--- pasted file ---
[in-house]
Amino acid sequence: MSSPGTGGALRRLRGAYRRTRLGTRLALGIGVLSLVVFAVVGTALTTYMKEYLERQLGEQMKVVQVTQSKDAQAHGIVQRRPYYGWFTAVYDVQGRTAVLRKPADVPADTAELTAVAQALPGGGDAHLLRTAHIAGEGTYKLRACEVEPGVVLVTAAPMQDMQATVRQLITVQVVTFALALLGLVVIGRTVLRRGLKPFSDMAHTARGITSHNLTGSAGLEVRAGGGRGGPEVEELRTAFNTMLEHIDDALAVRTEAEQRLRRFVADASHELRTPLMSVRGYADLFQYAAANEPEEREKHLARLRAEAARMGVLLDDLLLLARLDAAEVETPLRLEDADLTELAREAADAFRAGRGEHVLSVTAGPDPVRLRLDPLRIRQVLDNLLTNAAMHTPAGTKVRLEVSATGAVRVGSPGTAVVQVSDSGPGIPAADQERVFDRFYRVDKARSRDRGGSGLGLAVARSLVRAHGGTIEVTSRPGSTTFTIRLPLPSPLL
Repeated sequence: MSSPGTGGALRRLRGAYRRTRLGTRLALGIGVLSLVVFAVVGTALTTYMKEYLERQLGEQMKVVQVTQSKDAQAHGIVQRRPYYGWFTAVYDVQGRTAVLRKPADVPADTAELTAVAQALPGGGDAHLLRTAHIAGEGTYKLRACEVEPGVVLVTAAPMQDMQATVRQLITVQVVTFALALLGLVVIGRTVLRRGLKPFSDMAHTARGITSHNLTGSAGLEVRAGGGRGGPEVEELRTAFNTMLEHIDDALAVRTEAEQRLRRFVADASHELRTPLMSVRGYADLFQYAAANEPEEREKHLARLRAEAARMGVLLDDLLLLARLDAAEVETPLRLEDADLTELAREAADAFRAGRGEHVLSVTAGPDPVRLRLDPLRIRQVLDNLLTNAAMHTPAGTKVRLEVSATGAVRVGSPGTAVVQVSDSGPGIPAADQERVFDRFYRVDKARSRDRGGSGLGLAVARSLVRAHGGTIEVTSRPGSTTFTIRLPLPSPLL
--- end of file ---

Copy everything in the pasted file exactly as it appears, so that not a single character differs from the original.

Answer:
[in-house]
Amino acid sequence: MSSPGTGGALRRLRGAYRRTRLGTRLALGIGVLSLVVFAVVGTALTTYMKEYLERQLGEQMKVVQVTQSKDAQAHGIVQRRPYYGWFTAVYDVQGRTAVLRKPADVPADTAELTAVAQALPGGGDAHLLRTAHIAGEGTYKLRACEVEPGVVLVTAAPMQDMQATVRQLITVQVVTFALALLGLVVIGRTVLRRGLKPFSDMAHTARGITSHNLTGSAGLEVRAGGGRGGPEVEELRTAFNTMLEHIDDALAVRTEAEQRLRRFVADASHELRTPLMSVRGYADLFQYAAANEPEEREKHLARLRAEAARMGVLLDDLLLLARLDAAEVETPLRLEDADLTELAREAADAFRAGRGEHVLSVTAGPDPVRLRLDPLRIRQVLDNLLTNAAMHTPAGTKVRLEVSATGAVRVGSPGTAVVQVSDSGPGIPAADQERVFDRFYRVDKARSRDRGGSGLGLAVARSLVRAHGGTIEVTSRPGSTTFTIRLPLPSPLL
Repeated sequence: MSSPGTGGALRRLRGAYRRTRLGTRLALGIGVLSLVVFAVVGTALTTYMKEYLERQLGEQMKVVQVTQSKDAQAHGIVQRRPYYGWFTAVYDVQGRTAVLRKPADVPADTAELTAVAQALPGGGDAHLLRTAHIAGEGTYKLRACEVEPGVVLVTAAPMQDMQATVRQLITVQVVTFALALLGLVVIGRTVLRRGLKPFSDMAHTARGITSHNLTGSAGLEVRAGGGRGGPEVEELRTAFNTMLEHIDDALAVRTEAEQRLRRFVADASHELRTPLMSVRGYADLFQYAAANEPEEREKHLARLRAEAARMGVLLDDLLLLARLDAAEVETPLRLEDADLTELAREAADAFRAGRGEHVLSVTAGPDPVRLRLDPLRIRQVLDNLLTNAAMHTPAGTKVRLEVSATGAVRVGSPGTAVVQVSDSGPGIPAADQERVFDRFYRVDKARSRDRGGSGLGLAVARSLVRAHGGTIEVTSRPGSTTFTIRLPLPSPLL